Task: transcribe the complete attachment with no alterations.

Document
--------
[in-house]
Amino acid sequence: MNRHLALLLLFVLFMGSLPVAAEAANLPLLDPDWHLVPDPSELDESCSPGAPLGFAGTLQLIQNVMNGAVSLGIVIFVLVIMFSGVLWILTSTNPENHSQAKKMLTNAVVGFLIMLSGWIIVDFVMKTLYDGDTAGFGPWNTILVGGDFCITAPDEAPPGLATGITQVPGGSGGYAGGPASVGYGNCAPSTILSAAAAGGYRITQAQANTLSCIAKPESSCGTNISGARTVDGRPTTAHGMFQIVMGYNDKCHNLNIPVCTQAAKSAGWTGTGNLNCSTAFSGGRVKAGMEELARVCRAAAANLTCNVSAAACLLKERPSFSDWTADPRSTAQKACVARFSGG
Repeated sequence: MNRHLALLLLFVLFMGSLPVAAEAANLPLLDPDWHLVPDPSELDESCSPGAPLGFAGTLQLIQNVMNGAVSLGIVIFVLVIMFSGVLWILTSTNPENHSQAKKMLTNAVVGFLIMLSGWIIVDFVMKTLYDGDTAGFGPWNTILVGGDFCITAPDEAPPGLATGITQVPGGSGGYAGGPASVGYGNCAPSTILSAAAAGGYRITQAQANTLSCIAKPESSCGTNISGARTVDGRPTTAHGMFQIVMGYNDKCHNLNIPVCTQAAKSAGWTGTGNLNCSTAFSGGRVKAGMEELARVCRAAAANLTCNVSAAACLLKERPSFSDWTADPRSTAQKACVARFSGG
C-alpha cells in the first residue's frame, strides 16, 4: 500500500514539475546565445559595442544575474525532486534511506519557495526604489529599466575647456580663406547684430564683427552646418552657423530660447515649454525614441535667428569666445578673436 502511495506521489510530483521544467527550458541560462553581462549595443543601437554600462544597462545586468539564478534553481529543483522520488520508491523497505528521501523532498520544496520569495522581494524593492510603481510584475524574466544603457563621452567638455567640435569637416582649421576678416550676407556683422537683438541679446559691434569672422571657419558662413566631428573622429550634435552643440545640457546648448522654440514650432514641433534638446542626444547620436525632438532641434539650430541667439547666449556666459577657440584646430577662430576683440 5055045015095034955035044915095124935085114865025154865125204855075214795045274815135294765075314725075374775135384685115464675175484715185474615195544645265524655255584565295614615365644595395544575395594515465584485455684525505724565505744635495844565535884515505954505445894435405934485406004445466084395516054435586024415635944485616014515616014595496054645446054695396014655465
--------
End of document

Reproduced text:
[in-house]
Amino acid sequence: MNRHLALLLLFVLFMGSLPVAAEAANLPLLDPDWHLVPDPSELDESCSPGAPLGFAGTLQLIQNVMNGAVSLGIVIFVLVIMFSGVLWILTSTNPENHSQAKKMLTNAVVGFLIMLSGWIIVDFVMKTLYDGDTAGFGPWNTILVGGDFCITAPDEAPPGLATGITQVPGGSGGYAGGPASVGYGNCAPSTILSAAAAGGYRITQAQANTLSCIAKPESSCGTNISGARTVDGRPTTAHGMFQIVMGYNDKCHNLNIPVCTQAAKSAGWTGTGNLNCSTAFSGGRVKAGMEELARVCRAAAANLTCNVSAAACLLKERPSFSDWTADPRSTAQKACVARFSGG
Repeated sequence: MNRHLALLLLFVLFMGSLPVAAEAANLPLLDPDWHLVPDPSELDESCSPGAPLGFAGTLQLIQNVMNGAVSLGIVIFVLVIMFSGVLWILTSTNPENHSQAKKMLTNAVVGFLIMLSGWIIVDFVMKTLYDGDTAGFGPWNTILVGGDFCITAPDEAPPGLATGITQVPGGSGGYAGGPASVGYGNCAPSTILSAAAAGGYRITQAQANTLSCIAKPESSCGTNISGARTVDGRPTTAHGMFQIVMGYNDKCHNLNIPVCTQAAKSAGWTGTGNLNCSTAFSGGRVKAGMEELARVCRAAAANLTCNVSAAACLLKERPSFSDWTADPRSTAQKACVARFSGG
C-alpha cells in the first residue's frame, strides 16, 4: 500500500514539475546565445559595442544575474525532486534511506519557495526604489529599466575647456580663406547684430564683427552646418552657423530660447515649454525614441535667428569666445578673436 502511495506521489510530483521544467527550458541560462553581462549595443543601437554600462544597462545586468539564478534553481529543483522520488520508491523497505528521501523532498520544496520569495522581494524593492510603481510584475524574466544603457563621452567638455567640435569637416582649421576678416550676407556683422537683438541679446559691434569672422571657419558662413566631428573622429550634435552643440545640457546648448522654440514650432514641433534638446542626444547620436525632438532641434539650430541667439547666449556666459577657440584646430577662430576683440 5055045015095034955035044915095124935085114865025154865125204855075214795045274815135294765075314725075374775135384685115464675175484715185474615195544645265524655255584565295614615365644595395544575395594515465584485455684525505724565505744635495844565535884515505954505445894435405934485406004445466084395516054435586024415635944485616014515616014595496054645446054695396014655465